The other candidates in the District 7 contest are political longshots. July's Gallego-commissioned poll showed that the best-known also-rans, Randy Camacho and Jarrett Maupin, were favored by 4 percent and 2 percent of voters, respectively.
Jerry Duff, Camacho's campaign manager, isn't buying the results, though. "The real story is the change that's occurred over the past two months in this race," he argues. "The same firm polled likely voters in May and again in July in Arizona's 7th . . . According to their results, we know the following for sure: Gallego lost 6 percent of his support, Wilcox lost 8 percent of her support. Camacho gained 4 percent, and undecided voters increased by 8 percent. Imagine where this trend will take us . . .when the primary election happens?"
One hurdle for the lesser-known congressional candidates has been fundraising. None has raised any significant political donations.
Camacho, who ran for Congress in 2004, has taken in about $1,300 and lent his campaign about $3,000. Maupin's received about $9,000.
As for Libertarian Joe Cobb and immigration attorney Joe Peñalosa, the former had donated about $1,000 to his campaign, and the latter (through June) had raised about $10,000 and fronted his campaign about $4,200, according to campaign-finance records.
Peñalosa is the grandson of immigrant grandparents, and he worked his way through UCLA by preparing and serving food, washing dishes, and cleaning floors. He also worked as a landscaper alongside undocumented immigrants.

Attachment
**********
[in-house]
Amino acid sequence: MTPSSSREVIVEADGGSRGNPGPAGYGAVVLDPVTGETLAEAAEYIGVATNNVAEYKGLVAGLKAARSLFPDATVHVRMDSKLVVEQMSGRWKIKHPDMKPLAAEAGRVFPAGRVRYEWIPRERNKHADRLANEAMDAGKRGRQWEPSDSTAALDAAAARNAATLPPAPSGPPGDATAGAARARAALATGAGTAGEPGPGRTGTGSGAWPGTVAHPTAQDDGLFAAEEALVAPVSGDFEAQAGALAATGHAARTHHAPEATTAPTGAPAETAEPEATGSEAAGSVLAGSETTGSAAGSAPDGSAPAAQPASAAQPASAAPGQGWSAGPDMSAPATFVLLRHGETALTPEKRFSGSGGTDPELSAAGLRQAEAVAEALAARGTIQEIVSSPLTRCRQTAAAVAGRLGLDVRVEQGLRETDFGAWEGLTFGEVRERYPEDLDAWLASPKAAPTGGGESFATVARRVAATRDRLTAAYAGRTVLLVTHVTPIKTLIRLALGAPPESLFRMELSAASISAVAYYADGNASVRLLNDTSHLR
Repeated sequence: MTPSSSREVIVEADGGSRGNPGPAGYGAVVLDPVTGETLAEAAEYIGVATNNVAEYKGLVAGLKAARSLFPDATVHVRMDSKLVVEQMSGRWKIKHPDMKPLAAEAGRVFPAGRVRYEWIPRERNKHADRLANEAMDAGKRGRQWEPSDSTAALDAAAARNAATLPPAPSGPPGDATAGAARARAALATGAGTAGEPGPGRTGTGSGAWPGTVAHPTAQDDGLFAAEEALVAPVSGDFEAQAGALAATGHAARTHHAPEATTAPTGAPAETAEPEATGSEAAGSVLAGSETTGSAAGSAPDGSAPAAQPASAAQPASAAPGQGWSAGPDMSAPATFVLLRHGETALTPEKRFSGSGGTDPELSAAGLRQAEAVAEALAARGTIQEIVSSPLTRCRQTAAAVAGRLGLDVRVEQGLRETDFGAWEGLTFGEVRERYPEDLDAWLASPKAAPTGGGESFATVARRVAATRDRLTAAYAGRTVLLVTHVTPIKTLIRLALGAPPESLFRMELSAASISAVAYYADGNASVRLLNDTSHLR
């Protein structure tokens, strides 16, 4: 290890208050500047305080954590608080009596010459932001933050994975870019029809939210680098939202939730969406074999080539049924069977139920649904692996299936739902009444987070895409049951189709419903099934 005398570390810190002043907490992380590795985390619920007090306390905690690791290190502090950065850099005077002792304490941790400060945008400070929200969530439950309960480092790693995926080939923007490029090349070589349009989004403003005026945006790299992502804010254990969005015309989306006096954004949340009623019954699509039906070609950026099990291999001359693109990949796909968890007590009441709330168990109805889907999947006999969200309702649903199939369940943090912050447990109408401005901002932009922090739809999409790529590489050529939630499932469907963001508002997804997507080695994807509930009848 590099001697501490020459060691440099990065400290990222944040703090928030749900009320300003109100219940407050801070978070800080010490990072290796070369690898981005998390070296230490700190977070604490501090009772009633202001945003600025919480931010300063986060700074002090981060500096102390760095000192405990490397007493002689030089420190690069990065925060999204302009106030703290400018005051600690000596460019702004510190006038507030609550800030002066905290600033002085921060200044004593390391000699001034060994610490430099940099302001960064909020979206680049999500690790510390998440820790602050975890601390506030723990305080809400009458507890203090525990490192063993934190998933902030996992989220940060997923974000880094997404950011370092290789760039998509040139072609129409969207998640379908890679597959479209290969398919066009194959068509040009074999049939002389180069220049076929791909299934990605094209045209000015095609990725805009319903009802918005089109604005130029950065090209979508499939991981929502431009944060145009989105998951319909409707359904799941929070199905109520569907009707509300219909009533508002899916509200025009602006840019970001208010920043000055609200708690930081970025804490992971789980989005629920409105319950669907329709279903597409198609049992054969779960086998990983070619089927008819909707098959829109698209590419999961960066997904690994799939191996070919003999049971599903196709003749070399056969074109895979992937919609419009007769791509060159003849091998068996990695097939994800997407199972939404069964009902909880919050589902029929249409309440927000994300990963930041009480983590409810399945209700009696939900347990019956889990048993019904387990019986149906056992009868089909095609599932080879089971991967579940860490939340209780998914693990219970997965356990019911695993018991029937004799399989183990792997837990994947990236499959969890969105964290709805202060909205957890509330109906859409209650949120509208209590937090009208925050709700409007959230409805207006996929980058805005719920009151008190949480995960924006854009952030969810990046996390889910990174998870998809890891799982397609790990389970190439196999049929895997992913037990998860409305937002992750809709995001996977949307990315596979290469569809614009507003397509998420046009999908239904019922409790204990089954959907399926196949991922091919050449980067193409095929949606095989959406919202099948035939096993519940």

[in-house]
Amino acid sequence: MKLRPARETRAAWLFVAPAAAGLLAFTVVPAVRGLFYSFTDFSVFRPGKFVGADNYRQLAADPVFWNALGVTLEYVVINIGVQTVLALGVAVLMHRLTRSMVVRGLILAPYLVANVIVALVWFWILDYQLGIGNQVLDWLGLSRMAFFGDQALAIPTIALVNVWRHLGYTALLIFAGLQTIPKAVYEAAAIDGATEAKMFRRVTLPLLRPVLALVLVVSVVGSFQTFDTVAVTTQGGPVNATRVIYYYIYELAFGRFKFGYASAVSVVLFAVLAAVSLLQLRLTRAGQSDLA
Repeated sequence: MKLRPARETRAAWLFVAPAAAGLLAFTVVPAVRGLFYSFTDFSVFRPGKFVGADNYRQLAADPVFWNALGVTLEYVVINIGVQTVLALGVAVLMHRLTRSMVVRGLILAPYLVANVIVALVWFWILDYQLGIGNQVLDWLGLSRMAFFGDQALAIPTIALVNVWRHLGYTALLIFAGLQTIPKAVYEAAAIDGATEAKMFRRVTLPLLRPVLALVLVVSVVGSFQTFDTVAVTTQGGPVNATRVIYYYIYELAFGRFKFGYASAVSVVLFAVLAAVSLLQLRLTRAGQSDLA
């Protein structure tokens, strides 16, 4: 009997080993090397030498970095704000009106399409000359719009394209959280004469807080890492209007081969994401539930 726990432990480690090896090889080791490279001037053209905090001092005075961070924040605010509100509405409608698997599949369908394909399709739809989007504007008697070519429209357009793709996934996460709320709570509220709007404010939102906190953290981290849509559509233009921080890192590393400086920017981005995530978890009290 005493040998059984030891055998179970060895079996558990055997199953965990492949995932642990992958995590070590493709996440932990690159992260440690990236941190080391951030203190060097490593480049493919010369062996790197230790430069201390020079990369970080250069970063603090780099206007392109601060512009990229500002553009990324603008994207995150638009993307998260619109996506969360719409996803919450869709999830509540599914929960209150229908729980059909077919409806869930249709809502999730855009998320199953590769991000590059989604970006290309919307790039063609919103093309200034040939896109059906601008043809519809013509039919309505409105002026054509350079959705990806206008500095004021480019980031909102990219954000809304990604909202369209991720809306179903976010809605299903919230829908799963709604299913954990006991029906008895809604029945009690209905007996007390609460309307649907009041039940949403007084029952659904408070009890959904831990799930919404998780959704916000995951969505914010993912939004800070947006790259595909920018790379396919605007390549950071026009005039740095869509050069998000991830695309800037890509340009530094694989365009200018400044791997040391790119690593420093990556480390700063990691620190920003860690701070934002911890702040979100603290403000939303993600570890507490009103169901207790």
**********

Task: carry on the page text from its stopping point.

He says his experiences, and those of his grandparents and undocumented co-workers, moved him to dedicate his life to improving the lives of those in the immigrant community. After graduating UCLA, he attended Arizona State University College of Law. It was during law school that he started working with an attorney on immigration cases. He's volunteered his legal services to Mi Familia Vota (My Family Votes) and provided free representation to the Arizona DREAM Act Coalition and to the United Farm Workers. He often shares his political and legal views on immigration-related issues on Spanish-language television and radio.
He's been to Washington advocating for immigration reform and chides Capitol Hill Democrats for not making good on promises for immigration reform.
"They had their chance in 2009," he said during a debate at South Mountain Community College. "President Obama: Democrat. The Senate was controlled by 57 Democratic senators. The House had 256 Democratic congress-persons. And it still didn't get done because it wasn't a priority to them."
He roused the audience.
Maupin also has shaken up audiences when he speaks about the desperate need for immigration reform.
His candidacy, however, is dogged by a felony conviction that prevents him from casting a ballot in the August 26 election.
Maupin reached a plea deal with the Department of Justice after he admitted that he falsely informed the FBI in September 2008 that former Phoenix Mayor Phil Gordon was engaged in criminal activity. Maupin repudiated the false report as part of his plea agreement.
All the candidates in the race believe they can fully replace Ed Pastor, revered by some for using his powerful position on the House Appropriations Committee to funnel federal dollars to Arizona and criticized by others for maintaining a behind-the-scenes profile on lightning-rod issues, principally immigration reform.